Ed Sheeran has promised that his ‘Mathematics’ tour will land on US shores sometime in the near future.
The ‘Shape Of You’ hitmaker is currently at the end of the UK leg of the tour in support of his latest album ‘=’, with two shows left at London’s Wembley Stadium tonight (June 30) and tomorrow (July 1), before heading out to Europe next week.
In an interview on the Late Late Show on Tuesday (June 28), Sheeran revealed that he’ll be touring the US – but probably not this year.
“I think we’re gonna announce by the end of the year,” Sheeran said about a potential North American tour. “We’re basically finalising a route now.”
“I’m super excited to bring this tour, it’s an insane-looking tour,” Sheeran continued. “We basically planned it from the end of the ‘÷’ tour, because it was sort of well-publicised that it was the most people had gone to this tour, so I was like if we come back, we have to do all bells and whistles. The stage is nuts… there are fireworks and flames, there’s a band, it’s a whole thing.”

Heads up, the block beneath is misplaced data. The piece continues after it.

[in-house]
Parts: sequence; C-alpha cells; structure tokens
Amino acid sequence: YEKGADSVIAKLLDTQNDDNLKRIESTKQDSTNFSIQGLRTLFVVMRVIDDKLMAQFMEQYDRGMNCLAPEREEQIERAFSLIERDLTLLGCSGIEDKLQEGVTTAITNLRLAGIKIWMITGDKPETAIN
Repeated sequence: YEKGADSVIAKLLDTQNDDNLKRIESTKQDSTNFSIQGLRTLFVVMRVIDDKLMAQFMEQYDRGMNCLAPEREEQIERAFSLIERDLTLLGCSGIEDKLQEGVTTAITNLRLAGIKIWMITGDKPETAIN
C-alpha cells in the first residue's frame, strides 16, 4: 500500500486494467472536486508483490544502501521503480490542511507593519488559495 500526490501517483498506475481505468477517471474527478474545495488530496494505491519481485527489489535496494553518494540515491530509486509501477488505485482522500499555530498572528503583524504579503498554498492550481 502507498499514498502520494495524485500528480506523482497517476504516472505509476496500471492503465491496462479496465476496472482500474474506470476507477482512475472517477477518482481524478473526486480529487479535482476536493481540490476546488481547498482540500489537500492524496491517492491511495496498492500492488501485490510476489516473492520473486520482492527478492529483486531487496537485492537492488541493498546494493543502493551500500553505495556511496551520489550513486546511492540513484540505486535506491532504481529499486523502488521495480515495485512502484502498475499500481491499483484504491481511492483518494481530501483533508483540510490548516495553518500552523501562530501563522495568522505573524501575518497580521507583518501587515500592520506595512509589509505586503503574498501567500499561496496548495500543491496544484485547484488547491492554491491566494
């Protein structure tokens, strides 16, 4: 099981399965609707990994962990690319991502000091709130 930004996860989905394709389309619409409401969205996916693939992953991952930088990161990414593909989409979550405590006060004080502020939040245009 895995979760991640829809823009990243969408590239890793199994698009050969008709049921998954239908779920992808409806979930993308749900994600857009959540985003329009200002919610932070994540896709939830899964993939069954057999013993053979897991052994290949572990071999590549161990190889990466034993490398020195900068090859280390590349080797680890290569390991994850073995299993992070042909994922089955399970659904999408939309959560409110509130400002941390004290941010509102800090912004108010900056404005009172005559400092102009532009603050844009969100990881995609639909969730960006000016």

The singer-songwriter also gave a hint at what US audiences can expect from the upcoming shows. “You go on tour, for my first album, I basically just played my first album live. And my second album was like little bits of both, and my third album was little bits of both, whereas this one the setlist is pretty much just songs people know,” Sheeran said.
Host James Corden then asked Sheeran – who was sat next to fellow guest, actor Vin Diesel – what three tracks will likely remain staples in his setlist for the rest of his career: ‘Perfect’, ‘Bad Habits’, and ‘Shape Of You’, he answered.
The three artists – who worked together on Sheeran’s 2017 single ‘Shape Of You’ – had been accused of lifting from a song, ‘Oh Why’, by musicians Sami Chokri (aka Sami Switch) and Ross O’Donoghue. The pair claimed Sheeran’s song featured “particular lines and phrases” similar to their own song, calling him “a magpie”.
Sheeran, McCutcheon and McDaid denied accusations of plagiarism, with the former saying in his testimony on March 7: “I have always tried to be completely fair in crediting anyone who makes any contribution to any song I write.” McDaid, in his testimony, called the idea of plagiarism “abhorrent”.